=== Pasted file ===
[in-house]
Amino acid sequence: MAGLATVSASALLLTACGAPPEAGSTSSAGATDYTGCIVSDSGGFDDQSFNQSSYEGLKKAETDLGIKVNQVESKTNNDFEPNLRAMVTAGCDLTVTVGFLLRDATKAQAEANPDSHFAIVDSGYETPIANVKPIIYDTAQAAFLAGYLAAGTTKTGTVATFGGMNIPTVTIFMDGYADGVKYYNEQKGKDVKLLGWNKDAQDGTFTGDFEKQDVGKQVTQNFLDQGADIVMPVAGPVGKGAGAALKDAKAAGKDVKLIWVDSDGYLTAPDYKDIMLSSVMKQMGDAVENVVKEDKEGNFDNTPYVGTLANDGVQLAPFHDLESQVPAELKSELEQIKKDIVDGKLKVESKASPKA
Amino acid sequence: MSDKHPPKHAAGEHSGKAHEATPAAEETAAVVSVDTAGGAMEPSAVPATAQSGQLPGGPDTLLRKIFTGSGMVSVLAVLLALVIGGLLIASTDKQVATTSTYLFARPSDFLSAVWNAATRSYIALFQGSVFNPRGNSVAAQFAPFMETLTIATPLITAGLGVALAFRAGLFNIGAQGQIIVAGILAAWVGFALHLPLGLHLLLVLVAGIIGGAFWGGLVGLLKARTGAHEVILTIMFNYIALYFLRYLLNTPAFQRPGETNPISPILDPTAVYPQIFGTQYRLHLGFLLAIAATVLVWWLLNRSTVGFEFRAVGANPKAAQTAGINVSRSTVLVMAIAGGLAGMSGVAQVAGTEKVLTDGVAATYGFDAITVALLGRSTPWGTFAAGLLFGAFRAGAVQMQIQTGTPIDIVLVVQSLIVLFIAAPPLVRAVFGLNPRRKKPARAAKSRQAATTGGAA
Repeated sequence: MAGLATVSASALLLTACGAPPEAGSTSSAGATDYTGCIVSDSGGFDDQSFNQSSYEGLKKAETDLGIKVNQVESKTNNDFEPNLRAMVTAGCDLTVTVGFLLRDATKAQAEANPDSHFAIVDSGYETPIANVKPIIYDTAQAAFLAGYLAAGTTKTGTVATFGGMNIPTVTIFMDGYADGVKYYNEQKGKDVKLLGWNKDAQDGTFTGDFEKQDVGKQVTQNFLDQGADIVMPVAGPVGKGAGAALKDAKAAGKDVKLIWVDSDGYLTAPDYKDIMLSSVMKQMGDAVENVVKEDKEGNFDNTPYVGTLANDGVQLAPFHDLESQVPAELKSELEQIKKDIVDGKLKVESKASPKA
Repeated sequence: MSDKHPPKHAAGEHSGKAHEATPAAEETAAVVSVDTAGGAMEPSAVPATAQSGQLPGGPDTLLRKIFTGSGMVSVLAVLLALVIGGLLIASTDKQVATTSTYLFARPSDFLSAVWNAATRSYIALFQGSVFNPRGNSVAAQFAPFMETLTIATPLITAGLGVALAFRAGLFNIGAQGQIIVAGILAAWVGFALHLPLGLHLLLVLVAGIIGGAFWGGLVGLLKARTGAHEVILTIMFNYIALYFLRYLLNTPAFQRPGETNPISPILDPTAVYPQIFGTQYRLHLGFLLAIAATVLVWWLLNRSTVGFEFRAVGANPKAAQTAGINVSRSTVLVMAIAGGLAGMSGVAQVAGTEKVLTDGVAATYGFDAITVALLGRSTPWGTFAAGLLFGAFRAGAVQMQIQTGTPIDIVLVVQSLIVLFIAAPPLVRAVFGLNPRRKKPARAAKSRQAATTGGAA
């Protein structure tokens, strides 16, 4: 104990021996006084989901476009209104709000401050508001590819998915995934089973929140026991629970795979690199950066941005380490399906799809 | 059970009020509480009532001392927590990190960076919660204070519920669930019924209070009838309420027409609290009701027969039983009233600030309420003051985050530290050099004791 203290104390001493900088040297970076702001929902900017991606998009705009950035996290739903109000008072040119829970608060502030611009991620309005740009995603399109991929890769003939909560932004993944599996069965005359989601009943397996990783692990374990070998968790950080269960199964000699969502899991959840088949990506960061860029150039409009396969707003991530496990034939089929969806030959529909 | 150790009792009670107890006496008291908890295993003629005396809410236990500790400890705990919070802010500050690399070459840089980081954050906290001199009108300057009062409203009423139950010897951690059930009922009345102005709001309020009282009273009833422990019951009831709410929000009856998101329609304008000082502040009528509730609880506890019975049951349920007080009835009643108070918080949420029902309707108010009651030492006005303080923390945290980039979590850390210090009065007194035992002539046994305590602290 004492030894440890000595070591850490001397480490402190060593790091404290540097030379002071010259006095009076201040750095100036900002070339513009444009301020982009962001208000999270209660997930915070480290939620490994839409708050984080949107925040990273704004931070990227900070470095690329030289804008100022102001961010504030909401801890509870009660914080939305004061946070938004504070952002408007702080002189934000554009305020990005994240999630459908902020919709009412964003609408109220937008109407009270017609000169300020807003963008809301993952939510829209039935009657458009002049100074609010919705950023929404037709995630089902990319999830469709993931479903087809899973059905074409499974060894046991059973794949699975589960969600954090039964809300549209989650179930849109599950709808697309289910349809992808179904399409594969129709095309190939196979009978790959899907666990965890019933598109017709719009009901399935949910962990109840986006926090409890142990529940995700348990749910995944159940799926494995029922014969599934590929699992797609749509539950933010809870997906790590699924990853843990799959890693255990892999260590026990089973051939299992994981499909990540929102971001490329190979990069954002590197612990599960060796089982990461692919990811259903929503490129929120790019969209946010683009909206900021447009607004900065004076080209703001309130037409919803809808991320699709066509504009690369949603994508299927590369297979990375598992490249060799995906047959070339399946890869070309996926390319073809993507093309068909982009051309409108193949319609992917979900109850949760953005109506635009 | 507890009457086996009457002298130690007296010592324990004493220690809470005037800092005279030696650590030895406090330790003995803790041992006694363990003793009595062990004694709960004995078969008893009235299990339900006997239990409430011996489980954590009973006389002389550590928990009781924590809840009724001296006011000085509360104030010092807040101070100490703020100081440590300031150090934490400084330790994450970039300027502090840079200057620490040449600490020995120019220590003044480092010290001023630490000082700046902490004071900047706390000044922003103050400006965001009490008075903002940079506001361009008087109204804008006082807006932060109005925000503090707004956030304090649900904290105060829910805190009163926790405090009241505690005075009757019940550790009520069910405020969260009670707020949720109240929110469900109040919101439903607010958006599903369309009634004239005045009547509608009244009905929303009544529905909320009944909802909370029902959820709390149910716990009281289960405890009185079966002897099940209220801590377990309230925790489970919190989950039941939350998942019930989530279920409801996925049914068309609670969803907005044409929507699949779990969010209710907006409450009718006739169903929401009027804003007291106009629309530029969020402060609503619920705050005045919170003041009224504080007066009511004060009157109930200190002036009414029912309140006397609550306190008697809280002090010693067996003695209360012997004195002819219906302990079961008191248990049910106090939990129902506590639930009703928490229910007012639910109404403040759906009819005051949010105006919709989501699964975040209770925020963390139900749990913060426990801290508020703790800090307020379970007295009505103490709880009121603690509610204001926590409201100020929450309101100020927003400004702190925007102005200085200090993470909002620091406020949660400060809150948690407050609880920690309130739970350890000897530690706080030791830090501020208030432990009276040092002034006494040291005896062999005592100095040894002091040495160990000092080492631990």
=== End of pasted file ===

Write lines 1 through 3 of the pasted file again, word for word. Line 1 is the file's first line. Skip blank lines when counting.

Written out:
[in-house]
Amino acid sequence: MAGLATVSASALLLTACGAPPEAGSTSSAGATDYTGCIVSDSGGFDDQSFNQSSYEGLKKAETDLGIKVNQVESKTNNDFEPNLRAMVTAGCDLTVTVGFLLRDATKAQAEANPDSHFAIVDSGYETPIANVKPIIYDTAQAAFLAGYLAAGTTKTGTVATFGGMNIPTVTIFMDGYADGVKYYNEQKGKDVKLLGWNKDAQDGTFTGDFEKQDVGKQVTQNFLDQGADIVMPVAGPVGKGAGAALKDAKAAGKDVKLIWVDSDGYLTAPDYKDIMLSSVMKQMGDAVENVVKEDKEGNFDNTPYVGTLANDGVQLAPFHDLESQVPAELKSELEQIKKDIVDGKLKVESKASPKA
Amino acid sequence: MSDKHPPKHAAGEHSGKAHEATPAAEETAAVVSVDTAGGAMEPSAVPATAQSGQLPGGPDTLLRKIFTGSGMVSVLAVLLALVIGGLLIASTDKQVATTSTYLFARPSDFLSAVWNAATRSYIALFQGSVFNPRGNSVAAQFAPFMETLTIATPLITAGLGVALAFRAGLFNIGAQGQIIVAGILAAWVGFALHLPLGLHLLLVLVAGIIGGAFWGGLVGLLKARTGAHEVILTIMFNYIALYFLRYLLNTPAFQRPGETNPISPILDPTAVYPQIFGTQYRLHLGFLLAIAATVLVWWLLNRSTVGFEFRAVGANPKAAQTAGINVSRSTVLVMAIAGGLAGMSGVAQVAGTEKVLTDGVAATYGFDAITVALLGRSTPWGTFAAGLLFGAFRAGAVQMQIQTGTPIDIVLVVQSLIVLFIAAPPLVRAVFGLNPRRKKPARAAKSRQAATTGGAA